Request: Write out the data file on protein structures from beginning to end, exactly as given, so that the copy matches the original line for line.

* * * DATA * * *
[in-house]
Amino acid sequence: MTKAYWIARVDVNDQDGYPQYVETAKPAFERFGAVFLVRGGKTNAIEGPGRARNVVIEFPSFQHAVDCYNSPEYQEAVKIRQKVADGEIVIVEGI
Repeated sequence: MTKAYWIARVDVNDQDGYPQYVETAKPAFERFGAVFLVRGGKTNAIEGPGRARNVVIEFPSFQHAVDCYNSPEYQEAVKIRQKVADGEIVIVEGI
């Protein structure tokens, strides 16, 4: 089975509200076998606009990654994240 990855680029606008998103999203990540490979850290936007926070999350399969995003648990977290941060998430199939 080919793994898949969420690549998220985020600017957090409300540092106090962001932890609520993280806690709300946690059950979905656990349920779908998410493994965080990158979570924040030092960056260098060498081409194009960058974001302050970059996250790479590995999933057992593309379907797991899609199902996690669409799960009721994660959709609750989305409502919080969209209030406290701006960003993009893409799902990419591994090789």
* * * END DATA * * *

[in-house]
Amino acid sequence: MTKAYWIARVDVNDQDGYPQYVETAKPAFERFGAVFLVRGGKTNAIEGPGRARNVVIEFPSFQHAVDCYNSPEYQEAVKIRQKVADGEIVIVEGI
Repeated sequence: MTKAYWIARVDVNDQDGYPQYVETAKPAFERFGAVFLVRGGKTNAIEGPGRARNVVIEFPSFQHAVDCYNSPEYQEAVKIRQKVADGEIVIVEGI
């Protein structure tokens, strides 16, 4: 089975509200076998606009990654994240 990855680029606008998103999203990540490979850290936007926070999350399969995003648990977290941060998430199939 080919793994898949969420690549998220985020600017957090409300540092106090962001932890609520993280806690709300946690059950979905656990349920779908998410493994965080990158979570924040030092960056260098060498081409194009960058974001302050970059996250790479590995999933057992593309379907797991899609199902996690669409799960009721994660959709609750989305409502919080969209209030406290701006960003993009893409799902990419591994090789």